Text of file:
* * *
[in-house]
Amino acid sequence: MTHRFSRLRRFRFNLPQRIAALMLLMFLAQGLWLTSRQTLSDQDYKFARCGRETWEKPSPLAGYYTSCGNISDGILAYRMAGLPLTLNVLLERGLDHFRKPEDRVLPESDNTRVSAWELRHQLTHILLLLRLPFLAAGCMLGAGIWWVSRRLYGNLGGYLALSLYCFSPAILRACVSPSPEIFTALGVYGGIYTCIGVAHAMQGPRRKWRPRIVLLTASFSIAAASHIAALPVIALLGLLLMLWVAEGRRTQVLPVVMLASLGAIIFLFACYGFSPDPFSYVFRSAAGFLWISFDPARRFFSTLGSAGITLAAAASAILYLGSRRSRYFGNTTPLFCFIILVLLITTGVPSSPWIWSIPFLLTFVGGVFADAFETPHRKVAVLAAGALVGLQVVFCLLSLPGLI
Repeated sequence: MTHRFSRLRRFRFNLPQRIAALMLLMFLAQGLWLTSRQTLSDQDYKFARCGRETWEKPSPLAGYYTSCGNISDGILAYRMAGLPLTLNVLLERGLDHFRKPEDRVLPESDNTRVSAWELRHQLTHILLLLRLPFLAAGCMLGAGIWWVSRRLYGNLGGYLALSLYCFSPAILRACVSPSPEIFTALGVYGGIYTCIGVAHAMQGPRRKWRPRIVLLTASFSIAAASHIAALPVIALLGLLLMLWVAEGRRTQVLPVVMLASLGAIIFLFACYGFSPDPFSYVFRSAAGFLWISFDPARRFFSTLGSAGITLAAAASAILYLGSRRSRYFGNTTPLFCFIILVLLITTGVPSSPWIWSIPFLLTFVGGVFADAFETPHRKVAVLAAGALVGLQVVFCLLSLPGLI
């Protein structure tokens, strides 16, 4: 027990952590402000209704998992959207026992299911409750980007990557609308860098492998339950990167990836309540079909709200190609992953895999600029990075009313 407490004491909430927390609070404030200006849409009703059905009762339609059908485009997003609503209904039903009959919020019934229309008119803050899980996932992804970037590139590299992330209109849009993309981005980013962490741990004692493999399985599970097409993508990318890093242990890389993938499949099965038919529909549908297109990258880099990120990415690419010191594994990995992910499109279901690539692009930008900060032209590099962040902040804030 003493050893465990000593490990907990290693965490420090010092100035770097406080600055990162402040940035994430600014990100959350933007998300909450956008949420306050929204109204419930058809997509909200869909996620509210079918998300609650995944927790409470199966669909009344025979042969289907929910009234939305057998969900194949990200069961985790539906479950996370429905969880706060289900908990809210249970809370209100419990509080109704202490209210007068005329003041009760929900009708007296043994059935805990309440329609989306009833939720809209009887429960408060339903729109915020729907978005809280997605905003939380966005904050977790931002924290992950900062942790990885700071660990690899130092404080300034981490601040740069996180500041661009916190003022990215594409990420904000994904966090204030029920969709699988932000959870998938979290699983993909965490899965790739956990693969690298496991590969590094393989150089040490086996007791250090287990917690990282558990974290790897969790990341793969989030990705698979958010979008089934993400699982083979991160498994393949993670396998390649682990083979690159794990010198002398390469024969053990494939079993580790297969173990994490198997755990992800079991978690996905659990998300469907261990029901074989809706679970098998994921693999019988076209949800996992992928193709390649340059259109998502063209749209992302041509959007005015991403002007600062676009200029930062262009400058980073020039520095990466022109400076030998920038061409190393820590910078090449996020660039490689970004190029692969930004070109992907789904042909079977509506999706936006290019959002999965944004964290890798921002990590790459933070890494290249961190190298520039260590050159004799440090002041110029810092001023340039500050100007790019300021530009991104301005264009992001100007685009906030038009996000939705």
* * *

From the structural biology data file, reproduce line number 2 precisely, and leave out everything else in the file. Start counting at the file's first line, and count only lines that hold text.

Amino acid sequence: MTHRFSRLRRFRFNLPQRIAALMLLMFLAQGLWLTSRQTLSDQDYKFARCGRETWEKPSPLAGYYTSCGNISDGILAYRMAGLPLTLNVLLERGLDHFRKPEDRVLPESDNTRVSAWELRHQLTHILLLLRLPFLAAGCMLGAGIWWVSRRLYGNLGGYLALSLYCFSPAILRACVSPSPEIFTALGVYGGIYTCIGVAHAMQGPRRKWRPRIVLLTASFSIAAASHIAALPVIALLGLLLMLWVAEGRRTQVLPVVMLASLGAIIFLFACYGFSPDPFSYVFRSAAGFLWISFDPARRFFSTLGSAGITLAAAASAILYLGSRRSRYFGNTTPLFCFIILVLLITTGVPSSPWIWSIPFLLTFVGGVFADAFETPHRKVAVLAAGALVGLQVVFCLLSLPGLI